Kerry: Peace Talks to Resume in Washington ‘Soon’
JNS.org – U.S. Secretary of State John Kerry announced Friday that the Israeli government and the Palestinian Authority have “established a basis” for restarting peace negotiations.
“This is a significant and and welcome step forward,” Kerry said, though adding that “the agreement is still in the process of being formalized.”
Kerry spent several days negotiating with Israeli and Palestinian leaders before making the announcement, adding that he plans to assemble a Washington meeting between all parties as soon as possible. This marks the first time since 2010 that the parties will negotiate directly.
The agreement comes on the heels of a decision by the European Union to issue a directive to all of its member nations that bans cooperation with Israel in Judea and Samaria, eastern Jerusalem, and the Golan Heights, all territories acquired by Israel in the 1967 Six Day War.
The American Israel Public Affairs Committee (AIPAC) said in a statement that it has been “supportive of Secretary Kerry’s efforts to achieve direct bilateral talks,” commending Kerry’s “determined hard work and commitment.”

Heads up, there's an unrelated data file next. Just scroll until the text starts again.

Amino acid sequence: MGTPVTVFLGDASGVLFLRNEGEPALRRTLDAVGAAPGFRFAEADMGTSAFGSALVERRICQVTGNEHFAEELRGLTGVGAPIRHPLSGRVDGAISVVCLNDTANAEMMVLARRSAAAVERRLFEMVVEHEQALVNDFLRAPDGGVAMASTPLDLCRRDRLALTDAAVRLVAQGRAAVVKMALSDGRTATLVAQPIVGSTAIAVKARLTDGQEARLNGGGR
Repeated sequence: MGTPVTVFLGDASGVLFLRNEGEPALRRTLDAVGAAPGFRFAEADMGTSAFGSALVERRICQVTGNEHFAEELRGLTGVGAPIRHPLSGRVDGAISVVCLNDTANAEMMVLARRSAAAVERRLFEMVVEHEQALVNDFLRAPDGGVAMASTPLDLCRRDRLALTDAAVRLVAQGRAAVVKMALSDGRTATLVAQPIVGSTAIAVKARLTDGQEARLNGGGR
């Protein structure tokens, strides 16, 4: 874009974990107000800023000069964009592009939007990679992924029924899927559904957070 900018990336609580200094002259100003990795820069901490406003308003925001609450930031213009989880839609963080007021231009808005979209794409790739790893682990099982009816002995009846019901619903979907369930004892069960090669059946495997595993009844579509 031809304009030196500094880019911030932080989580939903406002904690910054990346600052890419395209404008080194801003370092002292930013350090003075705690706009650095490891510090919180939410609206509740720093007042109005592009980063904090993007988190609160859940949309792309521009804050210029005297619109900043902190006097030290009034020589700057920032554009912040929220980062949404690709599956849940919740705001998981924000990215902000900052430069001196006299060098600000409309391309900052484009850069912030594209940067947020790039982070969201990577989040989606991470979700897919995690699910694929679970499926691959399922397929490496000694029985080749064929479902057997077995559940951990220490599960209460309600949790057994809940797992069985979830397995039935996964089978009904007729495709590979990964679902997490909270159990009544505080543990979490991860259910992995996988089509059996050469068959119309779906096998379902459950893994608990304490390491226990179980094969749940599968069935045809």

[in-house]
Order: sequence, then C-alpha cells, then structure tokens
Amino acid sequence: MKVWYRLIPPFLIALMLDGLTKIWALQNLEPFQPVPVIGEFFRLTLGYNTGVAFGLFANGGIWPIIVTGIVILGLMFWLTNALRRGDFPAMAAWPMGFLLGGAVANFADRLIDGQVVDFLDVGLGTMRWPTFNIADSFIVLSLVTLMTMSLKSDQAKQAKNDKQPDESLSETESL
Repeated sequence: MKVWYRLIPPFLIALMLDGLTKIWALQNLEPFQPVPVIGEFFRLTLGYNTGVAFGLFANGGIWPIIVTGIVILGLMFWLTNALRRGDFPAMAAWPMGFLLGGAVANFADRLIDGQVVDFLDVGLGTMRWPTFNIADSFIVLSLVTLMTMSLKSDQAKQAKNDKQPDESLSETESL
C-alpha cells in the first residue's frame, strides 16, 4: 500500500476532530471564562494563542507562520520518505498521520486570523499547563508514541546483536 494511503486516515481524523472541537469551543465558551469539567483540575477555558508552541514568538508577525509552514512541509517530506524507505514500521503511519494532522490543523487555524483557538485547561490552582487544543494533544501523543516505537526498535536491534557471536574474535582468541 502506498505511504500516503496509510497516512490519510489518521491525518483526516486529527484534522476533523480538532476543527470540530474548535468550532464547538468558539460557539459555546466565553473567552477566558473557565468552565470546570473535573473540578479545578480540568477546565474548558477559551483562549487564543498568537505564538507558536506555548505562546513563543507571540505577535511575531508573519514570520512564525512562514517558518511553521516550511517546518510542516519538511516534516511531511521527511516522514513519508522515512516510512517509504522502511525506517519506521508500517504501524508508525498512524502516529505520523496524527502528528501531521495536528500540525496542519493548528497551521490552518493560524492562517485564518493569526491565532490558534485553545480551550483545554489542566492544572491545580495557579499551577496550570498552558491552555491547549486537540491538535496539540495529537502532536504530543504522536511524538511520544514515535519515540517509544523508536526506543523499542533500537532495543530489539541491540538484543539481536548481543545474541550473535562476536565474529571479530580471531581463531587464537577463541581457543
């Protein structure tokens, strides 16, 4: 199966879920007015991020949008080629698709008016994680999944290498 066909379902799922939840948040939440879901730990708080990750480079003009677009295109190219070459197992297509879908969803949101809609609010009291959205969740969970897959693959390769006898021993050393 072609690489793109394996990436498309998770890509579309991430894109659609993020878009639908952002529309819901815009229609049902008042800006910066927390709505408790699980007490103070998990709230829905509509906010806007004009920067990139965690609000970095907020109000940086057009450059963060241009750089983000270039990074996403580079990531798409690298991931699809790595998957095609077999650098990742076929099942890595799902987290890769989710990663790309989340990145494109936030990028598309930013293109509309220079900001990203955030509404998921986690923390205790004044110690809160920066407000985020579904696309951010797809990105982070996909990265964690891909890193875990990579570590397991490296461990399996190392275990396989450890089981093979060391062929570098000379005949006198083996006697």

“We hope that these discussions will lead to successful negotiations,” AIPAC said.
American Jewish Committee (AJC) Executive Director David Harris said, “We admire Secretary Kerry’s determined efforts to bring the parties back to the negotiating table… In the end, it is the negotiating table, not the corridors of the United Nations or the EU hallways in Brussels, that is the path to a durable outcome so many of us seek.”
“We believe that this is a moment of ripeness and are gratified that the Palestinian Authority has agreed to return to the negotiation table to engage in good faith,” Barry Curtiss-Lusher, the Anti-Defamation League (ADL) National Chair, and Abraham H. Foxman, ADL National Director, said in a joint statement.
Hamas spokesman Sami Abu Zuhri told AFP that the terrorist group in control of the Gaza Strip “considers the Palestinian Authority’s return to negotiations with the occupation to be at odds with the national consensus.”